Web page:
Rep. Emmer blasts Minnesota gov, Minneapolis mayor over response to riots, says they 'let the city burn'

Updated: 2020-05-31 02:50:21

National Republican Congressional Committee Chairman Tom Emmer, R-Minn., who represents the Twin Cities' northwestern suburbs, ripped local and state leaders Saturday for their handling of the Minneapolis riots following the death of .

Emmer told  that Floyd's death after he was choked by a now-arrested law enforcement officer was "a tragedy," but added that Minnesota Democratic Gov. Timothy Walz was too slow to react when the protests turned violent Thursday night.

"Obviously, it is about law and order," Emmer said. "Our governor should have deployed the National Guard immediately and should have been taking steps to protect the city right from the get-go.

"Instead, they waited: What was to be a peaceful protest -- which we celebrate in this country -- has turned into something much different."

Emmer went on to praise President Trump's handling of the violence, which has now spread to cities including Philadelphia, Atlanta and Los Angeles.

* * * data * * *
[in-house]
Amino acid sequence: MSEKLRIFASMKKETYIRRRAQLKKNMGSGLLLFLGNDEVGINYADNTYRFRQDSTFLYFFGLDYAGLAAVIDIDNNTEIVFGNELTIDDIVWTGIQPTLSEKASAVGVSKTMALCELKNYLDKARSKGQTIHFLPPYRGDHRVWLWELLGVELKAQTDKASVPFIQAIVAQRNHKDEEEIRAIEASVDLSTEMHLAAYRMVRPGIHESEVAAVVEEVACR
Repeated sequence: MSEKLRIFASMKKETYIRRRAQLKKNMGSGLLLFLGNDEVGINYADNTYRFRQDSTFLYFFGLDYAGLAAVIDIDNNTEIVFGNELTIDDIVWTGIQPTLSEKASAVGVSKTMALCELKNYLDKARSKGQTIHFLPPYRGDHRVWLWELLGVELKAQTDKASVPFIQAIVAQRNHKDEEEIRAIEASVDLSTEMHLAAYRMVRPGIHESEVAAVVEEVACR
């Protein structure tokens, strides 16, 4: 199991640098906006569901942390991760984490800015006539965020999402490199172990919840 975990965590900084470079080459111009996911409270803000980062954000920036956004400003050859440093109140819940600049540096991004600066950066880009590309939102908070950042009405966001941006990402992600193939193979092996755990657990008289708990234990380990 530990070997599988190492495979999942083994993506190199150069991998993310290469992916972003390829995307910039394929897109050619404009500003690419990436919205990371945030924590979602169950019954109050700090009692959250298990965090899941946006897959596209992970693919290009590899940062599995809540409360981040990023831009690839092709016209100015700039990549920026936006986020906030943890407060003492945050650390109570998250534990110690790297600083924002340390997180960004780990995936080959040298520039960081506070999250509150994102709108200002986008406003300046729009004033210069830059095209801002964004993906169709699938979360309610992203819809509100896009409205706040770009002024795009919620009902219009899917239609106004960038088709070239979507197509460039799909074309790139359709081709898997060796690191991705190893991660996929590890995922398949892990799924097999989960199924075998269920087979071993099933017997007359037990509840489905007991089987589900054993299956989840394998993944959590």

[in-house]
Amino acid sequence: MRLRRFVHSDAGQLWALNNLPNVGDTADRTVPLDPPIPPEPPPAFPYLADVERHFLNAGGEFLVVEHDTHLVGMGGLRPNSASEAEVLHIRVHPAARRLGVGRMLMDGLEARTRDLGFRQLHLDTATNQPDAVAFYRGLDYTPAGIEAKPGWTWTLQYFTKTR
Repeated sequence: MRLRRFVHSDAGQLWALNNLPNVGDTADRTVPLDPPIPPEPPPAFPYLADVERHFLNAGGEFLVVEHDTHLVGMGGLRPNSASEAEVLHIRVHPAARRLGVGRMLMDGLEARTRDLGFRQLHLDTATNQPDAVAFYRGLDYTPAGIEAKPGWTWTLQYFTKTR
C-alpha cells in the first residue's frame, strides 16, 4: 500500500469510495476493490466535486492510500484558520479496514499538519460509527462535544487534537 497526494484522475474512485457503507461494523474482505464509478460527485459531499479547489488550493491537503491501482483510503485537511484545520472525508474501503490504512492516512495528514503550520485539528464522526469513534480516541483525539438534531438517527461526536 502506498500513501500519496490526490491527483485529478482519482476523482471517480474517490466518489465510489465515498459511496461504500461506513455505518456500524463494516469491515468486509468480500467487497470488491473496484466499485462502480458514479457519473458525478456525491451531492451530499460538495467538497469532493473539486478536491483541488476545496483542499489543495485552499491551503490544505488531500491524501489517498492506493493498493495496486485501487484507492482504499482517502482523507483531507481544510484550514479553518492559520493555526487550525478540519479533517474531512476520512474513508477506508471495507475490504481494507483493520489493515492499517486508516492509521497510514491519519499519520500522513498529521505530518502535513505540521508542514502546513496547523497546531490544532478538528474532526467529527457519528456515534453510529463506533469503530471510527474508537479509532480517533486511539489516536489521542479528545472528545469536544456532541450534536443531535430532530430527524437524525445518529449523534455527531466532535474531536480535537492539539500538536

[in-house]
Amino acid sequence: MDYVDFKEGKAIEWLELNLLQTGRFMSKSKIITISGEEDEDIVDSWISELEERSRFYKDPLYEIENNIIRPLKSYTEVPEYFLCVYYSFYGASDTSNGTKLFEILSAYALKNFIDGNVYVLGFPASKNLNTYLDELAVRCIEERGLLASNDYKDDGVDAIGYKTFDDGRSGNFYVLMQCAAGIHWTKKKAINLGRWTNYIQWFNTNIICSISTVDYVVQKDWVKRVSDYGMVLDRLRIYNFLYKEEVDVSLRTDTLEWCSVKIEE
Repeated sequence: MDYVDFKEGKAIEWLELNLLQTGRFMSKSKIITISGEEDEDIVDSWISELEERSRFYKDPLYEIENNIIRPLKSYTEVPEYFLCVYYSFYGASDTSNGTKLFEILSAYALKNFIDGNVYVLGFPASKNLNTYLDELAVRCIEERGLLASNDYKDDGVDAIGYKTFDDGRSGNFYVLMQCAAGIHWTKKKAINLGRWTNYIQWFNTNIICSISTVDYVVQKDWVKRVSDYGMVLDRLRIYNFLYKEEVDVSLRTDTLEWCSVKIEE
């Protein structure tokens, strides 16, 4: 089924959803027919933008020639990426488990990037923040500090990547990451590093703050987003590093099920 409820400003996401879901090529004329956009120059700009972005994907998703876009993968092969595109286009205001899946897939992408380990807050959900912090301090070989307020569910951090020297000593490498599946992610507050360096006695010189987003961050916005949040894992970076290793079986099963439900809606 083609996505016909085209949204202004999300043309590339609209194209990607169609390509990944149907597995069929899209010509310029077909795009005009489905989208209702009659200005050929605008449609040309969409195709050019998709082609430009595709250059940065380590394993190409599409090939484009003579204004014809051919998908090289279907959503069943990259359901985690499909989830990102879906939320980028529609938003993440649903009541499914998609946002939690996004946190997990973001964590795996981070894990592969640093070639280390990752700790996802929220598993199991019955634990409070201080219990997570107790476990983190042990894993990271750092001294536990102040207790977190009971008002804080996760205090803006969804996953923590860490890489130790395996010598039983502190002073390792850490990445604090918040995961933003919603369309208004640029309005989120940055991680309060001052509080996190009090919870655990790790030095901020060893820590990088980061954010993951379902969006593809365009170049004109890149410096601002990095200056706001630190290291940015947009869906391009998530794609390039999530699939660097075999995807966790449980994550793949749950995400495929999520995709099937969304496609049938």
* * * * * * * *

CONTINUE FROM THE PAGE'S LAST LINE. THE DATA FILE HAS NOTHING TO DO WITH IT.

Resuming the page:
"I’m very proud of our president for making this case the number one investigation at the Department of Justice, for George Floyd, because that’s what we should be talking about," he said. "People should be held accountable."

Emmer added that Minneapolis Mayor Jacob Frey had showed "incompetence" in his response to the crisis, accusing the Democrat of having  "let the city burn." He specifically ripped Frey for allowing officers to abandon the city's Third Police Precinct Thursday night and claimed that action -- or inaction -- emboldened protesters and rioters across the country.

"The governor allowed this city to burn for two days before he deployed a portion of the National Guard after midnight yesterday, and look, it didn’t work last night," he said. "They put an 8 p.m. curfew in.

"The city continues to burn. And now tonight, the question is, you’ve deployed this morning finally 2,500 National Guard troops. Major General John Jensen and his soldiers are going to be on the streets tonight. There is a question, will they be able to restore law and order?" he asked.

"Because, once people go from peaceful protests to breaking windows, looting stores, destroying public property, committing acts of violence, they are no longer protesters. They are criminals, and they must be dealt with to the full extent of the law."

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